This is a major obstacle for Magdalena Andersson to take over from Stefan Löfven.
Two weeks ago, Finance Minister Magdalena Andersson (54) was elected the new leader of the Swedish Social Democrats.
Now she has an obstacle left to become the new Prime Minister of Sweden after Stefan Löfven. The support of SV’s Swedish sister party, Vänstern, must be secured. On Tuesday morning, he had to ask for more time to speak to Vänstern. They had not been able to agree.
There is only one year left until the elections and no one wants additional elections. Therefore, most expect her to be Sweden’s first female prime minister.
So who is she really?
Comes from the elite school
For seven years as Finance Minister, she has been one of Stefan Löfven’s most important employees. But Magdalena Andersson, Magda among friends, has a different background than her predecessor.
Stefan Löfven came from a traditional working-class background. He grew up with a host family in Sollefteå, trained as a welder and made a career in the trade union movement.
Andersson grew up in the university town of Uppsala. The parents were teachers in high school and college. When I was a teenager, I was an elite swimmer. She herself has a strong academic background, graduated with a master’s degree in economics from “Handels”, the prestigious Stockholm School of Economics. There she also met her husband, Richard Friberg, who works as an economics teacher at the school. Andersson also has Harvard studies on his CV. When he was 17, he joined the party.
However, his predecessors throughout the party’s history come from different backgrounds. That Andersson comes from academia, therefore, means nothing in itself, says Ulf Bjereld, a professor at the University of Gothenburg and himself an active social democrat.
As finance minister, you have to limit yourself a bit. So it’s hard to say how it will stand out from Löfven, says Ulf Bjereld.
– But it’s a better rhetoric and a better debater. She wants to make a stronger impression, I think.
She is described as more temperamental and harsh on rhetoric than her predecessor. She is seen as simpler than Löfven, more uncompromising and less good at “little talk.” And he has a great sense of humor, says Bjereld. But like Löfven, she is pragmatic.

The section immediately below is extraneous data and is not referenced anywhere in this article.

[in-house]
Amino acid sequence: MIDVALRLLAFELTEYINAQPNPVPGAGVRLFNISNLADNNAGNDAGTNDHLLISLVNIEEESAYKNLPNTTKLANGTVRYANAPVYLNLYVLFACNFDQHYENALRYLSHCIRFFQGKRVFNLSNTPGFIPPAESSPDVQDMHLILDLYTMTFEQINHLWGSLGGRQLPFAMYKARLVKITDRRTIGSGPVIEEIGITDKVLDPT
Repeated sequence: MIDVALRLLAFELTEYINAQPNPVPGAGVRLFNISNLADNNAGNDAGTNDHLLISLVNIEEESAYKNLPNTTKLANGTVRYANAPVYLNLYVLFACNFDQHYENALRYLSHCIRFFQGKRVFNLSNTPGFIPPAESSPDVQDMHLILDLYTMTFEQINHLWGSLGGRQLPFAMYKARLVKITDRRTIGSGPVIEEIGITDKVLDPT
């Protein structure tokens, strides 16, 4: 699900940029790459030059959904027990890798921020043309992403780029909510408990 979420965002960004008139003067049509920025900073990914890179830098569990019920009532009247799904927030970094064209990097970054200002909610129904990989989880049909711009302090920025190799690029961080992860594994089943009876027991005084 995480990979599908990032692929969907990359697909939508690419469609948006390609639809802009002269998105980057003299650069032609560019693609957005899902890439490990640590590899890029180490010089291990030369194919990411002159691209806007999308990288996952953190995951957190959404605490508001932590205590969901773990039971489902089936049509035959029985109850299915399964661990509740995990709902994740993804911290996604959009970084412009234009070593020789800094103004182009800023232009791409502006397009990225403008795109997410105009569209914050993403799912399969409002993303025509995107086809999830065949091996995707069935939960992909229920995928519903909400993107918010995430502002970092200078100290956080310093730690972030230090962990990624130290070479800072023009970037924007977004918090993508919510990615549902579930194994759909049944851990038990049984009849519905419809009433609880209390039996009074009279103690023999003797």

– She can go a little to the left and a little to the right, depending on the circumstances, he says.
Inherits many problems
When she was elected party leader, Andersson said “every stone must be turned” in the fight against gang crime and segregation. SVT commentator Mats Ericsson said she appeared as a “Gray sauce with a stick”.
But Bjereld says no one expects her to end the crime overnight if she now becomes prime minister. On the other hand, he believes that there are high expectations in his own party that it should speak more about social issues, such as a better healthcare system. Another key issue is the fight against the possibility of private schools getting dividends.
Political scientist Therese Reitan of Södertörn University College points out that Andersson inherits a very difficult political situation if she becomes head of government.
– You need to find your contacts and which buttons you can press in contact with the other parties to avoid stepping on their toes. She must weigh the words in gold weight, says Reitan.
The 2018 elections did not give a majority to any of the traditional Riksdag blocs. Stefan Löfven therefore reached an agreement with the bourgeois Center Party and Liberal parties to retain power. Many Social Democrats believe that politics turned too blue. At the same time, the Center Party demanded that the far-left Vänstern party have no influence.
Now Vänstern has had enough and says they don’t want to be a doormat for the Social Democrats. This summer sparked a government crisis. Therefore, the left demands some concessions before supporting Andersson. They want a higher pension for the worst off. But equally important is to be seen and heard. If and when Andersson has received the blessing of the left, there will be a vote in the Riksdag.
A major obstacle
However, Reitan recalls that very little will be needed to spoil the majority needed when the Riksdag votes on a new prime minister.
– But if someone gets stuck in the elevator or gets sick, the entire vote count can be right or wrong, says Reitan.
Later, there will also be a battle over the budget, which must have the support of a majority.
Party and party
Furthermore, both Reitan and Bjereld point out that Andersson should try to rally his own party. Bjereld believes it will be his biggest challenge. It has, for example developed strong subgroups in the party that has become very strong.
– The reformist subgroup will push the party further to the left. Some believe that the group has grown too large and has become a kind of party within the party. This is the kind of thing you have to deal with, Reitan says.
In Sweden, there are many who are impatient after the country, which is considered the most egalitarian in the world, obtains a prime minister. Next year are the elections. It will be the great test of Magdalena Andersson.